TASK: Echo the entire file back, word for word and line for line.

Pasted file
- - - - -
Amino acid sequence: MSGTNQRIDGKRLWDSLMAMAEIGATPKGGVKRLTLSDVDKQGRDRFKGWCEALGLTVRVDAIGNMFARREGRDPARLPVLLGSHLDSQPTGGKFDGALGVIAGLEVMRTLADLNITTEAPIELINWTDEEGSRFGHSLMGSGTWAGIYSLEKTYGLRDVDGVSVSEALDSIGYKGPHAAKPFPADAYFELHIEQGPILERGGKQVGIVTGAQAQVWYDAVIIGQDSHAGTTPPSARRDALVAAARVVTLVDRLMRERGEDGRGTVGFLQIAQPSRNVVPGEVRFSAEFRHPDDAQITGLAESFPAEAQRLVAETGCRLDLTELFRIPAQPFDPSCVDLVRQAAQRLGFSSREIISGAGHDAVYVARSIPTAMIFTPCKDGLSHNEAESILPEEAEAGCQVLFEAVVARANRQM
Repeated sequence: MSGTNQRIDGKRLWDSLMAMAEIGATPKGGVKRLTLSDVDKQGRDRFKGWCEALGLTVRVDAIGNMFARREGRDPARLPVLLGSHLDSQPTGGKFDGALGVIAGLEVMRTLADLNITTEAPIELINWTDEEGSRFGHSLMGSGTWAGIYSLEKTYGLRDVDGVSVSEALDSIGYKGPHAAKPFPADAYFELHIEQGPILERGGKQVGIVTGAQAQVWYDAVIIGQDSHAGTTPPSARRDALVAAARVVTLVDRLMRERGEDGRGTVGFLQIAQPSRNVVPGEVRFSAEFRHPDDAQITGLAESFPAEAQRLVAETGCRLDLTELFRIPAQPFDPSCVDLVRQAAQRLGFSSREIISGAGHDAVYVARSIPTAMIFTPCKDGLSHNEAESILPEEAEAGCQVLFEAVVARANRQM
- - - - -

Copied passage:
Amino acid sequence: MSGTNQRIDGKRLWDSLMAMAEIGATPKGGVKRLTLSDVDKQGRDRFKGWCEALGLTVRVDAIGNMFARREGRDPARLPVLLGSHLDSQPTGGKFDGALGVIAGLEVMRTLADLNITTEAPIELINWTDEEGSRFGHSLMGSGTWAGIYSLEKTYGLRDVDGVSVSEALDSIGYKGPHAAKPFPADAYFELHIEQGPILERGGKQVGIVTGAQAQVWYDAVIIGQDSHAGTTPPSARRDALVAAARVVTLVDRLMRERGEDGRGTVGFLQIAQPSRNVVPGEVRFSAEFRHPDDAQITGLAESFPAEAQRLVAETGCRLDLTELFRIPAQPFDPSCVDLVRQAAQRLGFSSREIISGAGHDAVYVARSIPTAMIFTPCKDGLSHNEAESILPEEAEAGCQVLFEAVVARANRQM
Repeated sequence: MSGTNQRIDGKRLWDSLMAMAEIGATPKGGVKRLTLSDVDKQGRDRFKGWCEALGLTVRVDAIGNMFARREGRDPARLPVLLGSHLDSQPTGGKFDGALGVIAGLEVMRTLADLNITTEAPIELINWTDEEGSRFGHSLMGSGTWAGIYSLEKTYGLRDVDGVSVSEALDSIGYKGPHAAKPFPADAYFELHIEQGPILERGGKQVGIVTGAQAQVWYDAVIIGQDSHAGTTPPSARRDALVAAARVVTLVDRLMRERGEDGRGTVGFLQIAQPSRNVVPGEVRFSAEFRHPDDAQITGLAESFPAEAQRLVAETGCRLDLTELFRIPAQPFDPSCVDLVRQAAQRLGFSSREIISGAGHDAVYVARSIPTAMIFTPCKDGLSHNEAESILPEEAEAGCQVLFEAVVARANRQM